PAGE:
we could probably back all the way up in the analysis to the point before the current war, when the president was questioned on the need for a draft.  perhaps he would have preferred one, had the question come up later.  unfortunately he was caught on the horns of a dilemma.  he could have his war, only if he said no draft.

american militarism might have really died in that moment.  he said no draft, and that guaranteed the manpower shortage that in turn guaranteed iraqi disintegration.

now, maybe you have a different meaning, but when people worry about resource wars of the future, i really doubt that americans would be so enamored of war that they would draft their children for global conquest.

if you are going to secure oil infrastructure (which insurgents have found to be unsurprisingly flammable), you will need a lot of boots on the ground.

you say you haven't seen a change ... in a different way, i'm making the same observation.  as much as the necons (are they still there?) wanted to run a cheap war ... i haven't seen a change that would give us wars that work (immoral as they might be).

I don't think Americans will choose to send their kids to global energy wars, but I think they will choose to accept whatever is presented as allowing them to continue the present status quo.  And in doing so, I think we will loose the ability to make those choices.

I don't think those wars will "work".

Oh - and yes, the Neocons are most certainly still there, and they do not much care about the public opinion of them.  Their plans do not seem to have changed.

put another way, we have been educated on the differnce between our ability to break stuff, and our ability to put it back togheter again.

Great quote, I'mm going to borrow it.



no problem, i think it is only a minor compression of what i hear on cable news anyway.
I think that we believers need to do our best to spread the meme of peak oil, even if it does seem to make our local planning more difficult.   It is a case of getting what you expect.  With limited awareness in the populace, then the Government and the Market (if you believe these exist) are not going to have any chance at implementing proactive solutions, and we clever folk are probably going to get a chance to try out that kit-built AK47 that we fabricated in the garage.

While I am concerned about my personal welfare, and know that this society of ours is going to change in a huge way no matter what, I believe that we must  maintain some sense of continuity, avoiding  chaos.  With continuity, society will have a coherent memory, and future archaeologists will not need to piece together an incomplete picture of what we are currently about.
Future generations will have the chance to explore different avenues, making their own mistakes, and not needlessly and disasterously  repeating ours.  I am hoping that a society, maybe our society, can learn and change and become better suited to living.  Giving up fossil fuels would be like when an individual gives up smoking.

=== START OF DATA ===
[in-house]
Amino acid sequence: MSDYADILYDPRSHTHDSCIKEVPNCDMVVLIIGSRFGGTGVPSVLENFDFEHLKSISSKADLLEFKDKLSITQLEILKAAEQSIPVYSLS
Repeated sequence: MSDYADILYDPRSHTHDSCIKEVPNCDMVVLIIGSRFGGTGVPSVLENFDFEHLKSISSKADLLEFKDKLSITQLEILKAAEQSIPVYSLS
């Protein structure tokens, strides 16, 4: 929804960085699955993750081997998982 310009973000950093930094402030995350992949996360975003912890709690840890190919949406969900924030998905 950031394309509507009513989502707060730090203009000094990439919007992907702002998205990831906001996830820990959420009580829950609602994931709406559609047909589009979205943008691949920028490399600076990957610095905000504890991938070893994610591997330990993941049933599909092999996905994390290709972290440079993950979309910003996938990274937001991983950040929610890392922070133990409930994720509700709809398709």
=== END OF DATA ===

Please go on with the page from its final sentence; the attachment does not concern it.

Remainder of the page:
There is so much exclusion these days.  I have had it with cabals, conspiracies, and closed door meetings. If we have any sense of community at all, we have to be as inclusive and open as we can.  Really, peak oil is probably the most important issue our generation will face.  It is a bit arrogant to think our understanding of peak oil issues within our small circle is the definitive word, some valuable nugget to be hidden from the masses.  

On a more pragmatic note, think of the newly peak-aware as 'followers'.  Followers  buy the stocks that you buy, upping the price.  Sort of an enlightened pump and dump. I am sure that there are other helpful things made possible by followers.

When people percieve that hardships are being borne by all then they cooperate on finding solutions i.e.WWII. When they percieve that a fraction of society is profiteering from the hardships of others then things get nasty i.e. French Revolution.  We have a situation where the MSM, Hollywood, and Madison Ave. keep showing that an elite group is not sharing the burdens of the many. All those ads for SUVs and stock brokers are salt in the wounds of working families. Every sitcom shows families living lives that show how bad off most viewers are. On top of it all the GOP preaches that tax cuts for the rich create jobs and Dems are baby killing homosexuals. We are closer to French Revolution chaos than WWII cooperation.
I wonder how much electricity could be redirected to electric cars if we pulled the plug on all TV stations, cable networks, and sattelite TV systems?
i think peak oil has a solution.  that solution may involve more power-down than many people would like or expect, but that is indeterminate at this point.  the future will be some combination of changed lifestyle, decreased energy use, and (the over-used phrase) althernate energy sources.

what is certain to me is that you have to be very, very, sure there is no solution (not even power-down) if you are actually going to block progress.